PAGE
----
LINCOLN (CBS13) – There are rules on how long you should wait to see your doctor. The state is supposed to enforce the rules, but we’ve just learned the state has no idea how often health plans are following them.
Shiann Hutchison says her insurer couldn’t get her in to see a doctor even after a six-month wait.
“I’m pretty much supposed to wait for this baby to drop, and hope for the best,” she said.
The only appointment she says she could get would be nearly two months later when she was 8 months into her pregnancy.
“I just want to be seen. I need to makes sure this baby is OK,” she said.
She says her insurer sent her to a clinic, but she wasn’t seen because she didn’t have her California ID that day.
That wait didn’t sit well with Linda Nguy with Western Center on Law and Poverty. She says everyone with insurance has a right to timely access to care.
“It’s appalling to me, said Linda Nguy with Health Consumer Alliance.
|APPOINTMENT TYPE||TIME FRAME|
|Urgent Care (No prior authorization required)||48 hours|
|Urgent Care (prior authorization required)||96 hours|
|Non-Urgent Doctor Appt. (primary care)||10 business days|
|Non-Urgent Doctor Appt. (specialty physician)||15 business days|
|Non-Urgent Mental Health Appt. (non-physician^)||10 business days|
|Non-Urgent Appt. (ancillary provider^^)||15 business days|
|^ Includes counseling professionals, substance abuse professionals, qualified autism service providers|
|^^ Includes lab work or diagnostic testing such as a mammogram or MRI, or treatment of illness or injury|
If it’s urgent care it’s two to four days. Non-urgent appointments are 10 to 15 business days.
In Shiann’s case, Linda says it’s 10 business days.
“Prenatal care is necessary for the health of the mother as well as the health of the child,” Linda said.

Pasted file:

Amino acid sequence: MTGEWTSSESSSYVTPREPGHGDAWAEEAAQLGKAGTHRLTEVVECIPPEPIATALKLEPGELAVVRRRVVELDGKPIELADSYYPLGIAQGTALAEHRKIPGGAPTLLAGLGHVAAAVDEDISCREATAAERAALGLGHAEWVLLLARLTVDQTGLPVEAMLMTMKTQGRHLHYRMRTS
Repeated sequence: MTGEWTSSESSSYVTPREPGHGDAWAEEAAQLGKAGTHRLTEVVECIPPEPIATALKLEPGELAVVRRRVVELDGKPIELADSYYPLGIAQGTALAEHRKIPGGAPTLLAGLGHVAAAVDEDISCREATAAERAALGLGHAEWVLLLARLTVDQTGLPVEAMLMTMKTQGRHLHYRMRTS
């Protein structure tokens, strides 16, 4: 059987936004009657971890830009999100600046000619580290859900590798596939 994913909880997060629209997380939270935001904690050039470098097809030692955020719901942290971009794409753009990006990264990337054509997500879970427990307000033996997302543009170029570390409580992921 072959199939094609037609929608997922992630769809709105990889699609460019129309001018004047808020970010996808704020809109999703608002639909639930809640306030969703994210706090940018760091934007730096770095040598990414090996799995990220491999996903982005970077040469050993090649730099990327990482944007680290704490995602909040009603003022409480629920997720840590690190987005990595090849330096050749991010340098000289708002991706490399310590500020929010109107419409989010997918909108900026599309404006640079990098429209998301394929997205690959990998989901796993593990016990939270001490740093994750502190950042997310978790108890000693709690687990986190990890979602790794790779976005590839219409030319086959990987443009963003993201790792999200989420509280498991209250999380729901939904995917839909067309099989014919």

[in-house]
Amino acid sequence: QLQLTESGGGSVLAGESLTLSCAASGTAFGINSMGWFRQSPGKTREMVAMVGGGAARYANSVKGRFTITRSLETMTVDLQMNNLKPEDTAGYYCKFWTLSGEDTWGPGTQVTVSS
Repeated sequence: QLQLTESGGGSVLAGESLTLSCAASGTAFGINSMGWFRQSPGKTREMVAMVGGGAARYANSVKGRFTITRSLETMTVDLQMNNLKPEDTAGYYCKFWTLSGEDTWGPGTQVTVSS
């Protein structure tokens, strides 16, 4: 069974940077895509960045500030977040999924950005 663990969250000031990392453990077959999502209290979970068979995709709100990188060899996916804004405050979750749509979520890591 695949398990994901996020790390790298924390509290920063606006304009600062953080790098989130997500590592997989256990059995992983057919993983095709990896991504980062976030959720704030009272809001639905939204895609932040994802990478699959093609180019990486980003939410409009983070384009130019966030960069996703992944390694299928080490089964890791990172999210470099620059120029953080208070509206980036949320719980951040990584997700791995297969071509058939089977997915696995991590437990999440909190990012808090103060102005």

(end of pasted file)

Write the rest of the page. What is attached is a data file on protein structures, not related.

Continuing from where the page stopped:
How often are health plans following the rules? We don’t know.
A state report says 90 percent of the data of the data health plans submitted to the state contained “significant data inaccuracies” making it “virtually impossible to measure individual health plan compliance.”
In the past 2-years the state has fined Healthnet, Cigna and Anthem Blue Cross for timely access to care issues.
“It’s just the tip of the iceberg,” said Linda.
Under Senate Bill 964 (2014) this is the second year requiring health plans to submit data. “And that there are inaccuracies, it’s disconcerting,” she said.
The California Association of Health Plans said in a statement, “Clearly this report demonstrates that we have work to do to improve our survey responses, and health plans are committed to working with the department to address it.”
“I’m really scared,” said Shiann, “It’s been a fight; it’s been nothing but a fight.”
But after we got involved she got in to see a doctor, and everything was fine. In December, Shiann gave birth to a healthy baby boy.
The state’s Department of Managed Health Care says it’s “frustrated.” It is going after all the health plans that failed to comply with the law.
If you can’t get you in to see a doctor within the time frame required by law, call your health plan’s customer service number and tell them the problem.
If your insurer is not helpful in getting you an appointment within the required time reach out to the Health Consumer Alliance 1-888-804-3536 or the Legal Services of Northern California 1-888-354-4474.
Here are organizations that manage your healthcare coverage, and if you have a problem you can also file a complaint with them: